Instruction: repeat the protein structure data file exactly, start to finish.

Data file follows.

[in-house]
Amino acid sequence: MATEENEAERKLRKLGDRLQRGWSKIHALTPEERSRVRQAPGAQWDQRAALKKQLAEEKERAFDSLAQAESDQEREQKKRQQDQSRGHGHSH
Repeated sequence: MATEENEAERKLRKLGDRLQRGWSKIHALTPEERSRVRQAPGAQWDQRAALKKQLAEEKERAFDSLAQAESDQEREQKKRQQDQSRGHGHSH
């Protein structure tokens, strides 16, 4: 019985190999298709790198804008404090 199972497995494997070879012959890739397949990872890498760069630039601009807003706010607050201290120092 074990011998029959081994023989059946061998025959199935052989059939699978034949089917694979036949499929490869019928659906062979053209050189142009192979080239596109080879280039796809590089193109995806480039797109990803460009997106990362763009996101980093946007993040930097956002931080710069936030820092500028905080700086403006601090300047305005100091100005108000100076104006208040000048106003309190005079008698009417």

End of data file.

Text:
[in-house]
Amino acid sequence: MATEENEAERKLRKLGDRLQRGWSKIHALTPEERSRVRQAPGAQWDQRAALKKQLAEEKERAFDSLAQAESDQEREQKKRQQDQSRGHGHSH
Repeated sequence: MATEENEAERKLRKLGDRLQRGWSKIHALTPEERSRVRQAPGAQWDQRAALKKQLAEEKERAFDSLAQAESDQEREQKKRQQDQSRGHGHSH
């Protein structure tokens, strides 16, 4: 019985190999298709790198804008404090 199972497995494997070879012959890739397949990872890498760069630039601009807003706010607050201290120092 074990011998029959081994023989059946061998025959199935052989059939699978034949089917694979036949499929490869019928659906062979053209050189142009192979080239596109080879280039796809590089193109995806480039797109990803460009997106990362763009996101980093946007993040930097956002931080710069936030820092500028905080700086403006601090300047305005100091100005108000100076104006208040000048106003309190005079008698009417």